“It is demonstrable that things cannot be otherwise than as they are; for as all things have been created for some end, they must necessarily be created for the best end.” Thus spake Dr. Pangloss in Voltaire’s satirical short story Candide. Stripping away the eighteenth century rhetorical flourishes, Pangloss’s philosophy can be read thus: “All things always happen for the best.” Satirizing that attitude was the French Enlightenment wit, Voltaire’s way of poking fun at the smug certainties of the popular mindset of his day.
Mr. Market and the Gradually Filling Glass
Voltaire seems an appropriate touchstone for this, our final commentary of the year 2016, as we have spent much of the past six weeks or so gently poking fun at the popular mindset of our day, at least as it pertains to sentiment in risk asset markets. Let’s step back, take a brief trip down memory lane (as one is wont to do at this time of year) and look at the larger picture.
2016 started off with Mr. Market viewing the glass as half empty. The Fed’s rate hike in December 2015, followed by some mildly disturbing news from China as the opening bell rung stocks into the New Year on January 2, served up our first technical correction (pullback of 10 percent or more) since 2011. The “Fed put” reliably arrived to contain the damage, and interest rates marked time. Stocks rebounded and settled into a corridor, with the S&P 500 mostly fluctuating between its May 2015 high of 2130 and an arbitrary magic-number floor of 2000.
Britain Leaves, Elephants Heave
Then along came Brexit, and the glass went from being half empty to half full. Stocks surged, crashing through the valuation ceiling to set a series of new highs in July before settling into another lackluster sideways trading pattern in August. In September, investors were on watch for some important policy events, but Mr. Market sailed through these with an air of insouciance.
Finally, in November, Republican candidate Donald Trump scraped together some 100,000-odd votes in the key battleground states of Pennsylvania, Michigan and Wisconsin to eke out a victory in the Electoral College that surprised just about everybody, including the Trump campaign team. Now the glass went from being half full to being full to the brim and sloshing over the sides onto the coffee table.
It is not entirely true to say that a new paradigm was born overnight. Financial stocks, the big winners of the last two months of the year, had been outperforming the market before the election as steadily improving wage data indicated a likely upswell of pressure on prices. But the election did catalyze two dominant themes: the “reflation-infrastructure” trade, based on expectations of a flood of new public works projects (and a corresponding spike in the deficit, interest rates and the dollar); and a sharply lower corporate tax rate that would flow straight to the bottom line and goose up corporate earnings per share.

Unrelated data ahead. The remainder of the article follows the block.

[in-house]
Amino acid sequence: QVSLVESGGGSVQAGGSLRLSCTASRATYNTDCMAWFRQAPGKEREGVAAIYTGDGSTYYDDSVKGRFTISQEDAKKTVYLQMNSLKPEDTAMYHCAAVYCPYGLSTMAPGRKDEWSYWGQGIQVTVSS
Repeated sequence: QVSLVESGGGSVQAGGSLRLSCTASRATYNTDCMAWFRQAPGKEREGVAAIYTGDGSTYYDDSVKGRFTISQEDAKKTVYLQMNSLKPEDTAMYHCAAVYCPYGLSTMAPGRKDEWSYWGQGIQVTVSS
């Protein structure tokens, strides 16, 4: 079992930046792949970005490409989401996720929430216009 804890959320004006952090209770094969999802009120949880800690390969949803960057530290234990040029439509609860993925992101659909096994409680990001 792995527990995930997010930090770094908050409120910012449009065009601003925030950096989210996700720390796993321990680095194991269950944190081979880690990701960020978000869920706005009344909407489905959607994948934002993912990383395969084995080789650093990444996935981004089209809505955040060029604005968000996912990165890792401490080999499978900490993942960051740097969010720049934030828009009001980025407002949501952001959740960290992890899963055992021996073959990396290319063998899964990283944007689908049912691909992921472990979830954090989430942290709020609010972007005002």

Simply the Best, Better Than All the Rest
Enter Dr. Pangloss and the best of all possible worlds. Where the market is priced today (including market risk levels at multi-year lows alongside record high stock prices) seems to reflect a broad sentiment among investors that, of all the variables good and bad swirling around in the global economy and its policymaking centers of influence, only the good ones will actually happen. Infrastructure spending that translates to actual GDP growth? Check. Corporate tax reform that not only cuts the statutory rate but widens the base by getting rid of all the loophole goodies (through which most companies pay far less than the statutory rate today)? Yes, certainly! Debilitating trade war with China? No way! Geopolitical shock waves as long-standing alliances are called into question and traditional adversaries brazenly throw down the gauntlet to challenge them? Uh-uh, not gonna happen. All things were created for some end, and that must necessarily be the best end, said Pangloss.
To be perfectly clear, we, too, hope that 2017 will serve up more in the way of positive than negative developments. But our analysis is never based on hope. It is based on connecting the dots between disparate pieces of empirical evidence to arrive at a view on where assets appear priced relative to the value drivers and risk factors affecting them. As 2016 closes out we find ourselves still faced with large open spaces between as-yet unconnected dots. We will be coming back to work next week with our pencils sharpened, ready to crunch the numbers as they come in.
Meanwhile, we wish all our clients and friends the happiest of New Years, and a healthy and personally fulfilling start to 2017.